Though still relatively rare (the rate of pregnancy-associated cancer is about 1 in 1,000 pregnancies), the incidence of pregnancy-associated breast cancer is considered to be on the rise. Cancer is primarily a disease of aging, and in the case of breast cancer — the most common cancer diagnosed during pregnancy — age works against women in two ways. First, studies show that women who give birth for the first time at younger ages are less likely to get breast cancer. (The best, perhaps only, argument in favor of teenage pregnancy is that women who get pregnant before age 20 are two to three times less likely to develop breast cancer than women who get pregnant for the first time after 30.) Second, as women increasingly conceive for the first time in their 30s and 40s, their likelihood of developing cancer while pregnant increases. Only 2 percent of breast-cancer cases occur in women under 35, but 1 in 5 are diagnosed in women between the ages of 35 and 49. It’s at these ages that cancer and pregnancy are most likely to collide. One study showed that among women 35 and younger with cancer, 14 percent were pregnant when their illnesses were diagnosed; another study of women under 45 found that 7 percent were pregnant at the time of diagnosis.

All this takes place against the backdrop of a massive biological shift. Only 150 years ago, girls got their first period at 15 or 16 and went through menopause in their late 30s and 40s. Today, girls begin puberty as early as 9, and menopause generally occurs around 50. We have also increasingly begun tinkering with our bodies, pushing the limits of our fecundity through an array of assisted reproductive technologies. The period in which women’s bodies go through a series of tremendous hormonal shifts is extending ever longer, increasing both our fertile years — and our chances of getting breast cancer.

Lizette Irvin hadn’t even planned to get pregnant. Twelve weeks in, when her cancer was diagnosed, she fleetingly considered terminating the pregnancy. “But it wasn’t really an option,” Irvin said, citing her Catholicism. The breast specialist she initially consulted was surprisingly optimistic. “Despite what you might think, chemo is an option,” she was told.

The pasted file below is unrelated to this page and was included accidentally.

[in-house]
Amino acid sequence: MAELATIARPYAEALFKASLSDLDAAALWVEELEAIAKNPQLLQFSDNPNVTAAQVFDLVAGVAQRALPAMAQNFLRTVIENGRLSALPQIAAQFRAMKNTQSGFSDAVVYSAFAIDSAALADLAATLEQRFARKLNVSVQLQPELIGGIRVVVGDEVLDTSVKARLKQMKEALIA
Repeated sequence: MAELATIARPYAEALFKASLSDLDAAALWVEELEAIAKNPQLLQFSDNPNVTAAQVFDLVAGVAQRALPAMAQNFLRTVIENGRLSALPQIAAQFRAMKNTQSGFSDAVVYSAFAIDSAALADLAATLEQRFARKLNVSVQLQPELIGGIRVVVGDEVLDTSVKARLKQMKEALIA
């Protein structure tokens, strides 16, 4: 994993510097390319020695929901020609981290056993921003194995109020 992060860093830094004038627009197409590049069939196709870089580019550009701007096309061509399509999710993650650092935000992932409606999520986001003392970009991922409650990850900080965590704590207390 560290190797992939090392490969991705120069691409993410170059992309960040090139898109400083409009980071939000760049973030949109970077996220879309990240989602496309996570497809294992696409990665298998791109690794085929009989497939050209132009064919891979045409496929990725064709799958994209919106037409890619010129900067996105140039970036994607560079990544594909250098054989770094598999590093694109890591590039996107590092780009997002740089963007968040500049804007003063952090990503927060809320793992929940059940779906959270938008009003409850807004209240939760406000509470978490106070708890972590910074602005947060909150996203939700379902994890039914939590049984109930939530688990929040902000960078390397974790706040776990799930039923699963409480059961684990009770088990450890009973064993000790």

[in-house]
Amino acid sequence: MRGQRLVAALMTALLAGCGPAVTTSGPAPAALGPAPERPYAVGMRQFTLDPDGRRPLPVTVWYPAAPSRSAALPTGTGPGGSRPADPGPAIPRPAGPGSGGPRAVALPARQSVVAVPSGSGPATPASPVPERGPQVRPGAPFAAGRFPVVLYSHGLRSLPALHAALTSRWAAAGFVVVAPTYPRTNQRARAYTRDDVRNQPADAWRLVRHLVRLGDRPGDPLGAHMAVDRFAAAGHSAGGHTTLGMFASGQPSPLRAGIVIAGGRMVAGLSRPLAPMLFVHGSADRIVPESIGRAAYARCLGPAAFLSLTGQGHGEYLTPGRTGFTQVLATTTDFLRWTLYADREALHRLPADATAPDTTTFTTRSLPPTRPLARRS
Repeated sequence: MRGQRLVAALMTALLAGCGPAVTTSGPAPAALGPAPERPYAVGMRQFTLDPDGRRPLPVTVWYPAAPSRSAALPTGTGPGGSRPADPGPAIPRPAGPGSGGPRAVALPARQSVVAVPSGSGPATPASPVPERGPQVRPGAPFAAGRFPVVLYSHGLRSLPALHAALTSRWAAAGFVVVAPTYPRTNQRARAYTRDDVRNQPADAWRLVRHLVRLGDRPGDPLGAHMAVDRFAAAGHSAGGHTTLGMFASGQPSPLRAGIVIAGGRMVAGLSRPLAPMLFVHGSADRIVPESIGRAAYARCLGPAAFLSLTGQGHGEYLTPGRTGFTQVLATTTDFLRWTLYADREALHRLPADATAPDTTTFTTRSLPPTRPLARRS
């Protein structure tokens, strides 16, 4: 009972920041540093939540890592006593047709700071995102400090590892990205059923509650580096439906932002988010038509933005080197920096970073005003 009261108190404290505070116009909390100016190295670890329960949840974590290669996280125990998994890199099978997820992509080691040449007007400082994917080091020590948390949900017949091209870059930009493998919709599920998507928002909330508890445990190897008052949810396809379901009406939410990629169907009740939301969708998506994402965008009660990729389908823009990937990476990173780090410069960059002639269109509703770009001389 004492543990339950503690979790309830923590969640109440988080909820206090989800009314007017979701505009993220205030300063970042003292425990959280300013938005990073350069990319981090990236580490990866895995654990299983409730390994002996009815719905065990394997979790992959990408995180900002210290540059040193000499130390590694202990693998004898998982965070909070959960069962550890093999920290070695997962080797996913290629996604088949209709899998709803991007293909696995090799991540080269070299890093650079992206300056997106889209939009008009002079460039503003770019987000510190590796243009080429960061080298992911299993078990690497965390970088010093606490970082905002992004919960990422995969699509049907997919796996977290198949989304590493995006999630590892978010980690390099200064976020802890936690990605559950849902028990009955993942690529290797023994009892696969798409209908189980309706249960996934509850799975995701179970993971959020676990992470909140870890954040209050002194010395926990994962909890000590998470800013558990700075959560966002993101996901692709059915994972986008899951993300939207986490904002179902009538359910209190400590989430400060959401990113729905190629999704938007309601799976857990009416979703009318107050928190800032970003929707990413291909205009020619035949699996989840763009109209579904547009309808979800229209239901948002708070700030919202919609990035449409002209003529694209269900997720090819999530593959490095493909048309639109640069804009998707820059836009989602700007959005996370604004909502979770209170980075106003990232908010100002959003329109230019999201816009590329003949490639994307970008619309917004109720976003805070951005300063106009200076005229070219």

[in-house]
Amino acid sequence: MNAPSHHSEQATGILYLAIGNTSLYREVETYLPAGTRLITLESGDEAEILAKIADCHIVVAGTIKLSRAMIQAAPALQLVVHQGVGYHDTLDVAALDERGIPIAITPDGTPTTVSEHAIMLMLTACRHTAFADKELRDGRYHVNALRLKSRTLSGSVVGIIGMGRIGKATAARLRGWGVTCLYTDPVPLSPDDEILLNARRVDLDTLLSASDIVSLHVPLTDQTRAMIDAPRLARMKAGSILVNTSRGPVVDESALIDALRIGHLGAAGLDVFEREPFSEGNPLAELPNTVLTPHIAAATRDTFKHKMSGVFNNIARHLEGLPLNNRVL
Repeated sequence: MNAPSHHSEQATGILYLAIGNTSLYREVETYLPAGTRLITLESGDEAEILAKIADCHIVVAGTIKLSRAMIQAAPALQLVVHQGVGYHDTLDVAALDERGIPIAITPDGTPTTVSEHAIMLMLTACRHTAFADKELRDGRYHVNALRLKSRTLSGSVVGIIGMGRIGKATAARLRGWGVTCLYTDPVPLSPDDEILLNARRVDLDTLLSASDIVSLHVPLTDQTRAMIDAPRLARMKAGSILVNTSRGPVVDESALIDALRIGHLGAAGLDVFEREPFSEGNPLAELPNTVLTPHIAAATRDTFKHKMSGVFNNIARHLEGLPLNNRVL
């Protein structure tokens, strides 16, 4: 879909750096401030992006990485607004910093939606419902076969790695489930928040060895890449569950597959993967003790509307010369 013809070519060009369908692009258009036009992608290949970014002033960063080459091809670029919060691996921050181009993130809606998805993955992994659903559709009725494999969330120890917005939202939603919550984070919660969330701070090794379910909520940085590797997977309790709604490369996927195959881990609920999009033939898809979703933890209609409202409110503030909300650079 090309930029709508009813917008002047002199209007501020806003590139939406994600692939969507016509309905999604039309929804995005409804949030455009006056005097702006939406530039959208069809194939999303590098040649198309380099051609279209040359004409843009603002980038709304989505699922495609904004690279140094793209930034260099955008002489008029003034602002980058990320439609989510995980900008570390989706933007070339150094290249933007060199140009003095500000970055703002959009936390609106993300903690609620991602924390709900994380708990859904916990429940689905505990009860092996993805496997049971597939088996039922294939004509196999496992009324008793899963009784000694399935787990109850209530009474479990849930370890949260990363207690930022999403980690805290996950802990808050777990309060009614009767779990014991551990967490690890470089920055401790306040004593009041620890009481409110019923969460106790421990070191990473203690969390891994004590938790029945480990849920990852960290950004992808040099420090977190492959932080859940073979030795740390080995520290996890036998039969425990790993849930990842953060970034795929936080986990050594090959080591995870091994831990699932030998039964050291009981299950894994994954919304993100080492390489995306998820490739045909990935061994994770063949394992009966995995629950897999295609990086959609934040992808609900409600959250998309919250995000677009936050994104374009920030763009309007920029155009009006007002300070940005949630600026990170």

As best they can, oncologists try to hew closely to the level of care a nonpregnant woman would receive. “The decisions you have to make when a woman has cancer are difficult enough,” Dr. Ann Partridge, an oncologist at Dana-Farber Cancer Institute in Boston, says. “Throw in the fact that she’s pregnant, and now we have another party to think about, the fetus.” Most oncologists advise strongly against chemotherapy in the first trimester when the fetus’s organs are developing. Irvin, like nearly all pregnant breast-cancer patients, had a mastectomy and then started chemo at 23 weeks. She was determined to be aggressive. “I was ready to get rid of both breasts, but they told me it wasn’t really necessary at that point.” The doctors also wanted to keep her underanesthesia for as little time as possible.

“People can fathom what it’s like having two children under 5,” Irvin said. “They can fathom being tired because you’re pregnant. They can even fathom what it’s like having cancer. But they cannot fathom all three at the same time.”

IN 1997, WHEN Dr. Elyce Cardonick, a perinatologist, was a research fellow at Cooper University Hospital in Camden, N.J., she met with a pregnant patient who had been told by her oncologist to terminate after learning she had Hodgkin’s disease. “She was afraid not to be treated for cancer, but she was afraid to expose her fetus to drugs,” Cardonick recalled when I spoke to her recently. It was perhaps the ultimate maternal conflict: choosing between the biological imperatives for self-preservation and procreation.

“We had to figure out what we could do to protect the fetus, but also what to do to protect the mother so that that baby had one,” Cardonick said. She did some research and found that pregnant patients had been treated with chemotherapy in Mexico, with what appeared to be remarkable success. In 1973, while still a resident, Dr. Agustin Avilés, a senior researcher at the Instituto Mexicano del Seguro Social in Mexico City, saw his first pregnant patient with acute leukemia. This woman became the impetus for Avilés’s groundbreaking study on the effects of chemo while pregnant, the first of 84 patients who received chemotherapy during pregnancy between 1973 and 2003, 58 of them during the first trimester. For most, termination wasn’t an option. Up until recently, medical abortions were rarely permitted in Mexico. Delaying treatment wasn’t viable, either. All 84 had acute leukemia, advanced Hodgkin’s or malignant lymphoma. Forestalling chemotherapy for even a few days could cost both mother and fetus their lives.